• North River Resources announce high grade intersections at their Namib Lead-Zinc Project in Namibia which was a previously operating mine.
• Results follow a 1,300 metre underground drilling campaign which has been undertaken to assess the potential of the mine – with a total of 21 completed holes.
• The grades and widths of the intersections below are good indications of the potential for the project to be developed into a profitable mine.
• The company are undertaking a conceptual study to assess the level of reserves/resources to enable the re-opening of the mine and whether to commence underground development to facilitate further exploration.
• Intersections include:
- 10.98 at 13.49% zinc, 7.28% lead, 86 g/t silver and 16 ppm indium
- 6.81 m at 16.86% zinc, 0.43% lead, 45g/t silver and 114 ppm indium
- 5.05 m at 8.16% zinc, 5.06% lead, 78 g/t silver and 45 ppm indium
- 12.1 m at 3.3% zinc, 1.22% lead, 42 g/t silver and 17 ppm indium
• The Namib lead/zinc mine is North River’s key asset and the company commenced drilling at the mine in April 2011.
• The mine ran from 1965-1992 and was closed following the Asian crisis as a result of low metals prices and a lack of investment.
• Previous non-JORC mine studies indicate surface tailing and underground mine reserves of 1.65 mt at 5.7% zinc, 1.6% lead, 40.2 g/t silver
• The company are targeting an initial 1m tonnes below the existing mined area
On a recent visit to the mine, the mine was found to be well developed and has substantial underground infrastructure. The company have cleaned up much of the mine site and should the conceptual study being undertaken support the good drill results so far, the company are well positioned to restart the mine.
Conclusion: North River Resources is well placed to restart this lead / zinc and to develop its more advanced copper prospect at Koperberg. The stock is woefully undervalued at the current price in our view.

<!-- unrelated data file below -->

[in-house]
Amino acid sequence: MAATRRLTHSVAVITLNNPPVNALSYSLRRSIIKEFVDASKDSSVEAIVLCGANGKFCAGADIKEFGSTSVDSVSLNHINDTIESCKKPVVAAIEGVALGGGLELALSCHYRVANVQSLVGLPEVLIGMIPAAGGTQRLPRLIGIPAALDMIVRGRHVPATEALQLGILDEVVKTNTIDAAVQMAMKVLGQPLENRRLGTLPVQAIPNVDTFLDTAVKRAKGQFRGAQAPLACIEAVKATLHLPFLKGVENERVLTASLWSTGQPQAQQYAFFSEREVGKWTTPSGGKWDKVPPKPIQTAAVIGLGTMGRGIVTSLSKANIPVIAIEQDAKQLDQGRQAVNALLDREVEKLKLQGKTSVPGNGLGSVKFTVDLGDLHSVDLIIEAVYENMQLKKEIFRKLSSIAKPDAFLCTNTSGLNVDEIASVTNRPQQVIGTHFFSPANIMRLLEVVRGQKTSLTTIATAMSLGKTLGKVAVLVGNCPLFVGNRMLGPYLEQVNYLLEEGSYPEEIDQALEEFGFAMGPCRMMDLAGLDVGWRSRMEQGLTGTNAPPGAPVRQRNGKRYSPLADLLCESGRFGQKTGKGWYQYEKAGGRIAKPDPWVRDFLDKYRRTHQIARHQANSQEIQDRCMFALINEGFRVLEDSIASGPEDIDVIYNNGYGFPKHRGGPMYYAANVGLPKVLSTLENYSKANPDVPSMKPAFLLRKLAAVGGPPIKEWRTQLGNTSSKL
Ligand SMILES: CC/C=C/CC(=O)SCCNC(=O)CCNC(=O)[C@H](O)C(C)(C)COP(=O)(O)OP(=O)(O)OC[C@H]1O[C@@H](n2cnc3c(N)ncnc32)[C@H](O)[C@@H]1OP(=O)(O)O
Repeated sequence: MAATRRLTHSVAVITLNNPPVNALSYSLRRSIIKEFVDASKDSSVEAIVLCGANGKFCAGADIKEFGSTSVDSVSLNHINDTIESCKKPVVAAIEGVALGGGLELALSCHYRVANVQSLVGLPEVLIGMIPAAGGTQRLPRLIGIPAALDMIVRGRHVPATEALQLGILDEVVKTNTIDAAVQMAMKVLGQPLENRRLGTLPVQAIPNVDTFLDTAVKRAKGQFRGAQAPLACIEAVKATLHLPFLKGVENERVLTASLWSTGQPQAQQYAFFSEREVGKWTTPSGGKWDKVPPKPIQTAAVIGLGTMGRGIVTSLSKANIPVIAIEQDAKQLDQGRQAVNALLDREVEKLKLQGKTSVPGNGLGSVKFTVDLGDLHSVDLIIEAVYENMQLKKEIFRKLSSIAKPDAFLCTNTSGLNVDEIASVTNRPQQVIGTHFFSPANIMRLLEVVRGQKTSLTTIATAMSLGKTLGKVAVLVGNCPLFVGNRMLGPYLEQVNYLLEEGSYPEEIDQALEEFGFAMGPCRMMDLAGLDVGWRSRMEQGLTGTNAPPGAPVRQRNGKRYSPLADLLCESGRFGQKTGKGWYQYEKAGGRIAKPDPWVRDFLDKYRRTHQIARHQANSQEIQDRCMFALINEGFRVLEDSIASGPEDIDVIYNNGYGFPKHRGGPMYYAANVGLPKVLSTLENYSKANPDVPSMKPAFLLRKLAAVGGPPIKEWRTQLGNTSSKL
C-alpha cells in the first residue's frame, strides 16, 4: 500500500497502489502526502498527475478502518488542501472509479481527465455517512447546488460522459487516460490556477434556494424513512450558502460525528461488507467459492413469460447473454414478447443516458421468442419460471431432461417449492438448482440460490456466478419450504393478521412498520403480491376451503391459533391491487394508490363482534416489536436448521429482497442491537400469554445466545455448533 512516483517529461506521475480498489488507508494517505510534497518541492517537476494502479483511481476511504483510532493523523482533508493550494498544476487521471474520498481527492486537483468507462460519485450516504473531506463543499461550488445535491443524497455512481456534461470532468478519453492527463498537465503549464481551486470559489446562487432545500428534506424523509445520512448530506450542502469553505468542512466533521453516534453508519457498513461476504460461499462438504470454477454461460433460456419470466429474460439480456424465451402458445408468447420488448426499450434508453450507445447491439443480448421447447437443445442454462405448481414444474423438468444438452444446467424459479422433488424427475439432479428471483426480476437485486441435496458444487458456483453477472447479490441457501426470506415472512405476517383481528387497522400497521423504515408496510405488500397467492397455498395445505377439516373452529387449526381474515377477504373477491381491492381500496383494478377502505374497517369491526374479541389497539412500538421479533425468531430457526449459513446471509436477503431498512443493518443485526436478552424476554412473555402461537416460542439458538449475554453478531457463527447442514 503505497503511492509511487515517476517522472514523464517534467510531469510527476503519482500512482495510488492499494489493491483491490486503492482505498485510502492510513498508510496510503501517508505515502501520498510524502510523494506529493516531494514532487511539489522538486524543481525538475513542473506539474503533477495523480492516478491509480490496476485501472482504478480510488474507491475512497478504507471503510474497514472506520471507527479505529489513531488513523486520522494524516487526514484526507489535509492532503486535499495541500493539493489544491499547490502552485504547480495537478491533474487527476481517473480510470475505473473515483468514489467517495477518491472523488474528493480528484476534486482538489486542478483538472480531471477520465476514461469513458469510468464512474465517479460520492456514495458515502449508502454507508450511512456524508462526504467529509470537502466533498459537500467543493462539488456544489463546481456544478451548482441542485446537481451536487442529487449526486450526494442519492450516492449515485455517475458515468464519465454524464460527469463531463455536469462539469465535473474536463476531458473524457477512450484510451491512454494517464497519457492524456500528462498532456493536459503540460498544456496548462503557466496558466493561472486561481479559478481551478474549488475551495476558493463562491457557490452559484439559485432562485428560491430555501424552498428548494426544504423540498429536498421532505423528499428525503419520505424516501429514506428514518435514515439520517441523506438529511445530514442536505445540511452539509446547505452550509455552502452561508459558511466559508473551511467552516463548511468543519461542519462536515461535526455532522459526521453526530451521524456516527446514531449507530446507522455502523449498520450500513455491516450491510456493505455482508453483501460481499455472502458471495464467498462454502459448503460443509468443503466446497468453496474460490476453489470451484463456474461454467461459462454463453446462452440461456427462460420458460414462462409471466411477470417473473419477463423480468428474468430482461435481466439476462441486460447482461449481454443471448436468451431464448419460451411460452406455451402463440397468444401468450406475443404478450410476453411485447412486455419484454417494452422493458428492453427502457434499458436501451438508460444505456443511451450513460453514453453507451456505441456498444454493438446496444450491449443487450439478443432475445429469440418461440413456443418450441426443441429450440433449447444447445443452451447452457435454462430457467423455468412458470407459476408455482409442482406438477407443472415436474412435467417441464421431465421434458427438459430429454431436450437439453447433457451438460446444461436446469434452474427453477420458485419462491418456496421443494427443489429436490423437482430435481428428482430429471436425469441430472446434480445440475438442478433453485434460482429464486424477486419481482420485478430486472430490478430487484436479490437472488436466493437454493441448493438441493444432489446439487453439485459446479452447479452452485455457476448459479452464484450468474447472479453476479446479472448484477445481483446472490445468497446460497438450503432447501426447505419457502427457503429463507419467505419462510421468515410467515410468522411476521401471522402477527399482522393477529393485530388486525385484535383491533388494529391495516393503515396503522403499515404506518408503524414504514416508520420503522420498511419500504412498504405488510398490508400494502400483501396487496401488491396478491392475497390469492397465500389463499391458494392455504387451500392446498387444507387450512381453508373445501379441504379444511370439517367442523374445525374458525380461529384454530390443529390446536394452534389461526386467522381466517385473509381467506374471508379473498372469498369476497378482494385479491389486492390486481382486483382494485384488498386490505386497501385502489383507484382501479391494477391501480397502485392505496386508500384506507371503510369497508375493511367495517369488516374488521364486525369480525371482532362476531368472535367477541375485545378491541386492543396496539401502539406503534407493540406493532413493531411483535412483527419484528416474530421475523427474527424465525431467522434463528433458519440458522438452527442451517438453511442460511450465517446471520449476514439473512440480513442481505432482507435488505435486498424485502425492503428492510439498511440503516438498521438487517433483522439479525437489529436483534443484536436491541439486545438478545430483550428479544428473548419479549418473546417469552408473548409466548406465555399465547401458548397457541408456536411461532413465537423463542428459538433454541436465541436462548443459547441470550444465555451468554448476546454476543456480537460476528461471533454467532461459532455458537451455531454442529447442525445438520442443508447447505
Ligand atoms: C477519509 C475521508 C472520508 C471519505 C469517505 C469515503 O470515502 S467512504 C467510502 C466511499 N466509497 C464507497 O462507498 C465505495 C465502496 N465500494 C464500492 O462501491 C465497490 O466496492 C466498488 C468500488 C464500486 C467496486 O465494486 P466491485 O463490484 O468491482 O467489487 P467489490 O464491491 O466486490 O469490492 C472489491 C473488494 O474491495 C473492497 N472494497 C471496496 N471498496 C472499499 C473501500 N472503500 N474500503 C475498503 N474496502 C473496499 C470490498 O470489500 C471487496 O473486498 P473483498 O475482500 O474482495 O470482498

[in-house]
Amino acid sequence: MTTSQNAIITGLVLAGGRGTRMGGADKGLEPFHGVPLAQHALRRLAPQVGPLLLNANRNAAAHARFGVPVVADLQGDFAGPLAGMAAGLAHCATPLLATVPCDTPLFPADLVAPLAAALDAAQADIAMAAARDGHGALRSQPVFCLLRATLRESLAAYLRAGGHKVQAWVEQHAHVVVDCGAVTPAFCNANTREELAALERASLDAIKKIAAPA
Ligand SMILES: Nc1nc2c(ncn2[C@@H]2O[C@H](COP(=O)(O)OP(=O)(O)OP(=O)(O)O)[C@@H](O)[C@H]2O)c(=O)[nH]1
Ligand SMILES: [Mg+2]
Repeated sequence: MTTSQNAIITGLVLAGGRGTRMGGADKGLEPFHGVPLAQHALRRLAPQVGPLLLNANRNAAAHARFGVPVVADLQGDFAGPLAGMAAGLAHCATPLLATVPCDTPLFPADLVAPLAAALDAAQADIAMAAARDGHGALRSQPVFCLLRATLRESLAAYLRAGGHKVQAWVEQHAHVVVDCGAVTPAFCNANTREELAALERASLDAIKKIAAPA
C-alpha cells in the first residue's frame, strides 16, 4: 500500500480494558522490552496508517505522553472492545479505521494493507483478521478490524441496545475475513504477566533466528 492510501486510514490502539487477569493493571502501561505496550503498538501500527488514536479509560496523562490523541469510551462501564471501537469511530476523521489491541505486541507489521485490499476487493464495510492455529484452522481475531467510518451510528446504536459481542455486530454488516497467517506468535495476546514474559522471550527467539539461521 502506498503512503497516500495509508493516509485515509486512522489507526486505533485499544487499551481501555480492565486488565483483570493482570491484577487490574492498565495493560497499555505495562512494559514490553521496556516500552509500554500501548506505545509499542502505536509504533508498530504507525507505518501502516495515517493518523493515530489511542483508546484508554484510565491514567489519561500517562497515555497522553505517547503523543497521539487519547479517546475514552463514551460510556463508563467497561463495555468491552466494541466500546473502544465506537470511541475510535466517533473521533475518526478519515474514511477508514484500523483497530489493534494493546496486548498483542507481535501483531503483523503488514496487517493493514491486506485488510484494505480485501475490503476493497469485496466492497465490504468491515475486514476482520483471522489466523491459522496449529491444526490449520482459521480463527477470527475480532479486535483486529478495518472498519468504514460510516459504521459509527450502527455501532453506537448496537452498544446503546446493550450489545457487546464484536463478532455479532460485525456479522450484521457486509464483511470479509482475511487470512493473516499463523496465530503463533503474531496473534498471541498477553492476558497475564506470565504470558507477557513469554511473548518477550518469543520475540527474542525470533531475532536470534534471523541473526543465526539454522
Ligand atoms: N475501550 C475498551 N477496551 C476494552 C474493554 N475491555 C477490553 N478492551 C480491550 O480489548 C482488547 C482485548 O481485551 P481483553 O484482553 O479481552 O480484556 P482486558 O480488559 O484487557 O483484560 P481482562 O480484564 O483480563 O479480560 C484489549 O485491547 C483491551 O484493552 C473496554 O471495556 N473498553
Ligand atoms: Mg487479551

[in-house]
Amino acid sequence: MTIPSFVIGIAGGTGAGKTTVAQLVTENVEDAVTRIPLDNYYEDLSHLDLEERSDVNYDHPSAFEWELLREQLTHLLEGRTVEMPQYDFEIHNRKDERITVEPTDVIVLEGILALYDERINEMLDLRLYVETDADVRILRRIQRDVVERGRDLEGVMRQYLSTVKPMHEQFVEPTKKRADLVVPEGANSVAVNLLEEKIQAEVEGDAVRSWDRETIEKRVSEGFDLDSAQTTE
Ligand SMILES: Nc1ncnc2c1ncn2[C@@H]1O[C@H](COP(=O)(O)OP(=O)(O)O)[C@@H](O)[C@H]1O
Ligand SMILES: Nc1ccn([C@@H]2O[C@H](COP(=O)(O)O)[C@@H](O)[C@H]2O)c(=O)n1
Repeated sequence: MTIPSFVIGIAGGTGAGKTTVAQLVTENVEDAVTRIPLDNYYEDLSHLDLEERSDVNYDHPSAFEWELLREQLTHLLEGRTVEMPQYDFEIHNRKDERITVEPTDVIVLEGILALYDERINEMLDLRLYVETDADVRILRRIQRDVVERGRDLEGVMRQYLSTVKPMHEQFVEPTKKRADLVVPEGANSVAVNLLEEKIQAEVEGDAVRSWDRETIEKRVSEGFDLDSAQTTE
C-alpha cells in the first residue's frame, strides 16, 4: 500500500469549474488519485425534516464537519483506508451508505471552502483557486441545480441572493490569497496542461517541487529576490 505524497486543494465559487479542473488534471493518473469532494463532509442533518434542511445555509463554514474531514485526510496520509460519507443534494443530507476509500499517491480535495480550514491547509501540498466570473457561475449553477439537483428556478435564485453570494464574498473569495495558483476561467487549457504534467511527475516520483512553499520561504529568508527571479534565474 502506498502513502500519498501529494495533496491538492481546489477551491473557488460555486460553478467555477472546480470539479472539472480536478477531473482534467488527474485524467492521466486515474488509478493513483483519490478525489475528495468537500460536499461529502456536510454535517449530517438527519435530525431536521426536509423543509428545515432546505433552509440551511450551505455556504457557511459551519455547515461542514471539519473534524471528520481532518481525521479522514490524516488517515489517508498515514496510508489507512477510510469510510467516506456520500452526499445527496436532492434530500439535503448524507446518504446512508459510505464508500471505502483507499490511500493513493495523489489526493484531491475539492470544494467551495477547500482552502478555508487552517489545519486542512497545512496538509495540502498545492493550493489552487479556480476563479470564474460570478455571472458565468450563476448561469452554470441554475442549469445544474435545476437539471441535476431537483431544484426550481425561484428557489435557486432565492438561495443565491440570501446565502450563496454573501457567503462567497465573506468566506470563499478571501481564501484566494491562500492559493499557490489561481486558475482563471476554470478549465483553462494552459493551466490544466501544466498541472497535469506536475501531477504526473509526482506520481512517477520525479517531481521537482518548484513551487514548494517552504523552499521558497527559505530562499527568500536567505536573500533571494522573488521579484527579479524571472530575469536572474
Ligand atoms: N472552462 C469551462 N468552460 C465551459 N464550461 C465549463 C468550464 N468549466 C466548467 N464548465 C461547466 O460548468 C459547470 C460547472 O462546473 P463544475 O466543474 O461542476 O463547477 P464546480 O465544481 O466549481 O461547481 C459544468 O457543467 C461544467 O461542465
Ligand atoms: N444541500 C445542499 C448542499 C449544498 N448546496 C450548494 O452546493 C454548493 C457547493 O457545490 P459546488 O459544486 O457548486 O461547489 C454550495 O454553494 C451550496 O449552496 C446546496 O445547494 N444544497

* Fairfax analysts visited the North River licenses this summer
* Fairfax acts as joint broker to North River Resources
Orsu Metals (LON:OSU) - Receives Cash Consideration for Varvariskoye in Kazakhstan
Hambledon Mining (LON:HMB)– Varvariskoye Gold/Copper sale by Orsu
• Orsu Metals has received an aggregate of US$6.83 million in cash - US$5.5 million is in cash from Polymetal as early and final settlement of its outstanding deferred consideration entitlement to the sale and purchase agreement dated June 13, 2009, relating to the sale of the Varvarinskoye gold-copper project in Kazakhstan.
• The Varvarinskoye deposit in Kazakhstan showed total ore reserves of 0.9 million ounces gold at an average grade of 0.9 grams per tonne based on a reserves audit according to Russian miner Polymetal said in a statement on Tuesday.
• The audit, performed by Snowden Mining Industry Consultants, also showed 56,000 tonnes of copper at an average grade of 0.5%.
• According to Polymetal, the ore reserves are sufficient to support a seven year mine life for a leach circuit and 12 years for a float circuit.
• Hambledon Mining : The $5.5m paid by Polymetal for the Varvarinskoye mine for 1.15m gold equivalent oz at a grade of 0.9 g/t highlights the value of Hambledon’s recent acquisition of two Kazakhstan gold and copper projects , Tellur and Stepok, for $5m.
• The acquisition looks good for Hambledon. The Tellur mine has a resource of 140,000 of gold at 17g/t and adds high grade gold bearing ore (12g/t after dilution) to the existing operation and the Stepok pit increases the potential further. The deal adds to the gold production growth and gives new scale to the company and its operations.
• The two mines acquired as part of the acquisition could produce 50,000ozpa to 60,000ozpa combined making this a low cost deal for the team add this to the 50,000oz – 65,000oz gold production expected from Hambledon over the next few years and the company could be producing in excess of 100,000ozpa by 2014/15.